Because of the fast innovation of photography in the design industry, photographs first begin appearing on some film posters often taking up the bulk of the composition with typography playing a less dominant role. And although race films declined in the early 1950’s, blaxploitation films emerged in the 1970’s which were originally made specifically for an urban black audience, although the genre begin appealing across ethnic and racial lines.
The 1980s marked another dramatic change in films and movie marketing campaigns, with more and more employing photographs in favor of illustrations. Before this, film posters were created by the NSS from about 1940 to 1984. But when the American film studios took over the making and distributing of film posters, they became decentralized and posters started to look similar to how we see them today, with more balance of photographic picture, font, background, color scheme and tag line. As cinema progressed into a vastly defined medium, film posters were important in circulating a film star’s persona and embodying a film’s status. And although it’s difficult to classify black films into one genre, some films and stars began to take on a cult-like status with a dedicated fan base.
In the 90’s as computers and digital manipulation of images evolved, posters become quite formulaic and structured with simple or photographic background, slogans with actors names above the title. The early 90’s was also a surge of a new kind of black cinema involving the era of hood films and love stories. In the 2000’s and today’s internet age, digital media has overtaken print media. This is due in part because digital media has greater capability to target specific audiences, share content socially and reach anyone globally. This is why film studios have moved their focus to digital markets, as they have the ability to contain more information regarding films than a film poster ever could. The design of film posters is also effected by image manipulation.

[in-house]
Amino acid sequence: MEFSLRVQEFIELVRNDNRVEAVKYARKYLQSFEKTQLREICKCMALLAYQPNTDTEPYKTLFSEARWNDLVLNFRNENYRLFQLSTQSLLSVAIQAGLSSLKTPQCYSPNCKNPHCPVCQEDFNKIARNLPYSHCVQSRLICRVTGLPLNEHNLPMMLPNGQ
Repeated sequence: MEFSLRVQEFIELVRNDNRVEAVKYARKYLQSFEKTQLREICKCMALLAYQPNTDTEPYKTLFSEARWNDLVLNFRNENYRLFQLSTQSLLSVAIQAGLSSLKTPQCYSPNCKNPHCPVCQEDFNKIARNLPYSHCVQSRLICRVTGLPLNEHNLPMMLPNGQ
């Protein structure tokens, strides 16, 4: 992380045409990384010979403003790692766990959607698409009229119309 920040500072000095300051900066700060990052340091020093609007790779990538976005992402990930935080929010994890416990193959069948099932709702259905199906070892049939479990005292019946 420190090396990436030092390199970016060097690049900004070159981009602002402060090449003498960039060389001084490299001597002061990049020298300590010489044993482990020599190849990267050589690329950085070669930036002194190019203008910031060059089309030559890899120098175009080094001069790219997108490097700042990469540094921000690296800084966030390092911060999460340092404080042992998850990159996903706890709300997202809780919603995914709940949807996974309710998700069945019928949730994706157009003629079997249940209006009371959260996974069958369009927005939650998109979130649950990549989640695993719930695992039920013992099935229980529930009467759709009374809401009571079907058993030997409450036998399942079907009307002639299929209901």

Much of the layouts remained the same as in the 80’s and 90’s except for fonts and technology but become more formulaic. This is because film studios go through huge bureaucracy to make a approval and take little risk. Indy film producers tend to take more risk and are more creative. Posters today are about selling the genre and star power. From displaying a full on cast to just thematic elements. It’s now more important than ever to put recognizable stars on the poster to sell the film, especially internationally as foreign sales makeup the majority of the revenue. This is also why various sizes of the poster are printed for domestic and international markets. And as modern costs of printing rises, studios are choosing to promote their films online and through television. Even some theaters are going digital and replacing traditional poster frames with digital displays.
In closing, film posters have been powerful visual elements in promoting a film and most likely will continue. Because films are a unique type of product in which they have to be purchased before they are consumed and experience. So great effort is put into stirring up buzz and interest about a film before seeing it. However, film posters have become less valuable and obsolete in today’s digital world. Today, collecting film posters has become popular as old and posters are extremely rare and valuable. But it will be interesting to see the next evolution of film posters as trends and technology change. Share your thoughts on some of these forgotten black films and how you feel the future of black film posters will evolve.